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Skidmore College
Gender Studies

Student Learning Goals

Below are the departmental learning goals mapped to College-wide goals for student learning.

  • Critically examine the dominant paradigms of sex and gender at different points across time and space. (Ia, Ib)
  • Center knowledges that emerge from the lived experiences of women and
  • Non-binary peoples. (Ia, Ib, IId)
  • Critically examine cultural assumptions about the gender binary and how it intersects with race, ethnicity, nationality, social class, sexual orientation, ability, and other vectors of power to construct identity. (IId, IIIa, IIIb, IIIc, Iva, IVb)
  • Identify how feminist theories and analyses contribute to the understanding of women and gender to challenge the boundaries and concepts of traditional disciplines. (IIa, IIb, Iva, IVb)
  • Gain an appreciation for the diversity of feminist theories and perspectives and how these have evolved over time. (Ia, Ib, Ic, IIa, IIb, IId, IVa)
  • Understand the historical background of the academic discipline of Gender Studies, including the development of Women’s Studies and its relationship to social justice and liberation. (Ia, Ib, Ic, IId, IIIa, IIb, IIId)
  • Understand different types of information and be able to distinguish amongst them: scholarly sources (primary and secondary; historical and contemporary), mass media, opinion pieces, etc. (IIb, IIe, IIIc, IVa, IVb, IVc)
  • Have a good sense of how to judge the veracity and reliability of different forms of information. (IIb, IIe, IIIc, IVa, IVb, IVc)
  • Be able to locate and to appropriately utilize different types of information for academic projects and assignments. (Also overlaps with Technological Literacy). (IIb, IIe, IIIc, IVa, IVb, IVc)
  • Understand the specific context of information literacy within gender studies, namely that gender gtudies has a particular history of accepting as legitimate some sources of information that other academic disciplines consider “non-academic” — personal testimonies and lived experiences of women, people of color, non-binary people; critical readings of various types of texts; activist materials, songs/quilts, creative products, etc.). (IIa, IIb, IIc, IIIb, IVa)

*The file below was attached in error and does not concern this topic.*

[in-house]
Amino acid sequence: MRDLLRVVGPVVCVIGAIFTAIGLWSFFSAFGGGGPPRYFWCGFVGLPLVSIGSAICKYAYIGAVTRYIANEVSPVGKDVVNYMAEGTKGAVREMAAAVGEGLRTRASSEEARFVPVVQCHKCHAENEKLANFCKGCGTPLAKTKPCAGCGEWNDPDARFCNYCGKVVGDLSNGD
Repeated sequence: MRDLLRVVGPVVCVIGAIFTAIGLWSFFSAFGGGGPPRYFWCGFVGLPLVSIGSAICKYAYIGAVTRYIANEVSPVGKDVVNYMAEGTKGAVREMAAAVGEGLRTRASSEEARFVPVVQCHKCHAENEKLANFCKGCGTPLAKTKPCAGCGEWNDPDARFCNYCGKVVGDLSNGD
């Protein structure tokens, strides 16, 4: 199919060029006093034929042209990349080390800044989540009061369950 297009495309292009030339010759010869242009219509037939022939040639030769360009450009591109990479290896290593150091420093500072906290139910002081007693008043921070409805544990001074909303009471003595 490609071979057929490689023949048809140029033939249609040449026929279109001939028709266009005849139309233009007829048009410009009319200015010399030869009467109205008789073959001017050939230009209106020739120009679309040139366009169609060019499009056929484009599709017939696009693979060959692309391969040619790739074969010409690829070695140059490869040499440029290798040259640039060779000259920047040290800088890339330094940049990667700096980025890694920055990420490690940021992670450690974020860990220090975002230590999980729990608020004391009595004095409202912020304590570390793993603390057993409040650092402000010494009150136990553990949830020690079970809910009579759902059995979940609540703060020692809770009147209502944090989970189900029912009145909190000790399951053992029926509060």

Oral Communication

  • Be confident and skilled in various forms of oral communication, including:
  • Asking questions and participating in respectful and productive classroom discussions. (IIa, IIc, IId, IIe, IIIc, IIId, IVb, IVc)
  • Presenting in front of an audience of one’s peers and faculty. (IIa, IIc, IId, IIe, IIIc, IIId, IVb, IVc)

Technological Literacy

  • Related to Information Literacy, be able to locate easily the multiple sources of digital information utilized in the discipline of gender studies. (IIa, IIb, IIe, IIIc)
  • Be able to present information through a variety of technological means, including the creation of research papers, ‘zines, tables / graphs, and presentations using PowerPoint and other slideware. (IIb, IIc, IIe, IIIc, IIId, IVc)

Visual Literacy

  • Learn to interpret critically a plethora of visual data — advertising, political propaganda, media images, graphs and tables — with a particular focus on the gendered messages conveyed by those images. (IIa, IIb, IIIa, IIIb, IIIc, IVc)

Writing in the Major

  • Develop the capacity to write clearly and persuasively in a variety of “academic” modes:
  • Research papers of various lengths and degrees of sophistication, which conform to disciplinary guidelines regarding composition, argumentation, citation and formatting. (Ic, IIa, IIb, IIc, IIId, IVc)
  • Academic essays of various types: analytical, critical, personal. (Ic, IIa, IIb, IIc, IIId, IVc)